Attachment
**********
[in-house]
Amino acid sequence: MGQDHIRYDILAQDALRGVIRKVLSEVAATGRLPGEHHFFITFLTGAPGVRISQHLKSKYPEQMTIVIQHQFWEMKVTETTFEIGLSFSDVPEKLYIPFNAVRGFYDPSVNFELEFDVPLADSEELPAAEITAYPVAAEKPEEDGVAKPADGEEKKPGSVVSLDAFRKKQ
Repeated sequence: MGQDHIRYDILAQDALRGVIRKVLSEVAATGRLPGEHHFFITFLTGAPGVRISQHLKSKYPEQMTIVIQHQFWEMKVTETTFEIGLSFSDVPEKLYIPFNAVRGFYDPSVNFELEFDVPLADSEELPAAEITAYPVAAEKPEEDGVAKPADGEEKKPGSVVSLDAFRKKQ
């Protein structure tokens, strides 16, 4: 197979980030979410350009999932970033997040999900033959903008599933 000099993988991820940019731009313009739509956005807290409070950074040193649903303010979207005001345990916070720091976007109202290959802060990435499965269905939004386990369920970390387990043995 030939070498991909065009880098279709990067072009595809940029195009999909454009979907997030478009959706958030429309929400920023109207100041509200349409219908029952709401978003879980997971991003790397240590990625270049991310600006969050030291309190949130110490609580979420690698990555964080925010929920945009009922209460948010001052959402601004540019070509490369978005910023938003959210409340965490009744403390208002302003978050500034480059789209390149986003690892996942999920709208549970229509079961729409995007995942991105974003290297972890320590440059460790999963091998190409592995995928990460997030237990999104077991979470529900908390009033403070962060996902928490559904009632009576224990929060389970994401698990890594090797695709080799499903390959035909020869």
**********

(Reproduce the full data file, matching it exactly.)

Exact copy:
[in-house]
Amino acid sequence: MGQDHIRYDILAQDALRGVIRKVLSEVAATGRLPGEHHFFITFLTGAPGVRISQHLKSKYPEQMTIVIQHQFWEMKVTETTFEIGLSFSDVPEKLYIPFNAVRGFYDPSVNFELEFDVPLADSEELPAAEITAYPVAAEKPEEDGVAKPADGEEKKPGSVVSLDAFRKKQ
Repeated sequence: MGQDHIRYDILAQDALRGVIRKVLSEVAATGRLPGEHHFFITFLTGAPGVRISQHLKSKYPEQMTIVIQHQFWEMKVTETTFEIGLSFSDVPEKLYIPFNAVRGFYDPSVNFELEFDVPLADSEELPAAEITAYPVAAEKPEEDGVAKPADGEEKKPGSVVSLDAFRKKQ
């Protein structure tokens, strides 16, 4: 197979980030979410350009999932970033997040999900033959903008599933 000099993988991820940019731009313009739509956005807290409070950074040193649903303010979207005001345990916070720091976007109202290959802060990435499965269905939004386990369920970390387990043995 030939070498991909065009880098279709990067072009595809940029195009999909454009979907997030478009959706958030429309929400920023109207100041509200349409219908029952709401978003879980997971991003790397240590990625270049991310600006969050030291309190949130110490609580979420690698990555964080925010929920945009009922209460948010001052959402601004540019070509490369978005910023938003959210409340965490009744403390208002302003978050500034480059789209390149986003690892996942999920709208549970229509079961729409995007995942991105974003290297972890320590440059460790999963091998190409592995995928990460997030237990999104077991979470529900908390009033403070962060996902928490559904009632009576224990929060389970994401698990890594090797695709080799499903390959035909020869």